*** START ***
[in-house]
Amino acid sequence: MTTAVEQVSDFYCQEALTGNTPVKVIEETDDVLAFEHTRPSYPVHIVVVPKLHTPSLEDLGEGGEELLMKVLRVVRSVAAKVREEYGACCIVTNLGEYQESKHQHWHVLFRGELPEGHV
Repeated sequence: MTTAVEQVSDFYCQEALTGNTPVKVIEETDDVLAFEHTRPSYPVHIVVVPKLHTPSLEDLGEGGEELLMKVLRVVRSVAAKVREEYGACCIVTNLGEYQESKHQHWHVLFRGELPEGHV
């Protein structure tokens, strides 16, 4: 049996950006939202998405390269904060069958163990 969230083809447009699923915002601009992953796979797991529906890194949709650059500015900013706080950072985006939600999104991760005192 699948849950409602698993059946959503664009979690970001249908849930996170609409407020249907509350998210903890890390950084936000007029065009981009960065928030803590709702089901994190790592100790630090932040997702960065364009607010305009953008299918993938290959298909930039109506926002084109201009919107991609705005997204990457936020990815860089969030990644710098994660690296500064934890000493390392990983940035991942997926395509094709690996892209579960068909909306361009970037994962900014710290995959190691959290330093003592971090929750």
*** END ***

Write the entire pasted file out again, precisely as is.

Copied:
[in-house]
Amino acid sequence: MTTAVEQVSDFYCQEALTGNTPVKVIEETDDVLAFEHTRPSYPVHIVVVPKLHTPSLEDLGEGGEELLMKVLRVVRSVAAKVREEYGACCIVTNLGEYQESKHQHWHVLFRGELPEGHV
Repeated sequence: MTTAVEQVSDFYCQEALTGNTPVKVIEETDDVLAFEHTRPSYPVHIVVVPKLHTPSLEDLGEGGEELLMKVLRVVRSVAAKVREEYGACCIVTNLGEYQESKHQHWHVLFRGELPEGHV
């Protein structure tokens, strides 16, 4: 049996950006939202998405390269904060069958163990 969230083809447009699923915002601009992953796979797991529906890194949709650059500015900013706080950072985006939600999104991760005192 699948849950409602698993059946959503664009979690970001249908849930996170609409407020249907509350998210903890890390950084936000007029065009981009960065928030803590709702089901994190790592100790630090932040997702960065364009607010305009953008299918993938290959298909930039109506926002084109201009919107991609705005997204990457936020990815860089969030990644710098994660690296500064934890000493390392990983940035991942997926395509094709690996892209579960068909909306361009970037994962900014710290995959190691959290330093003592971090929750």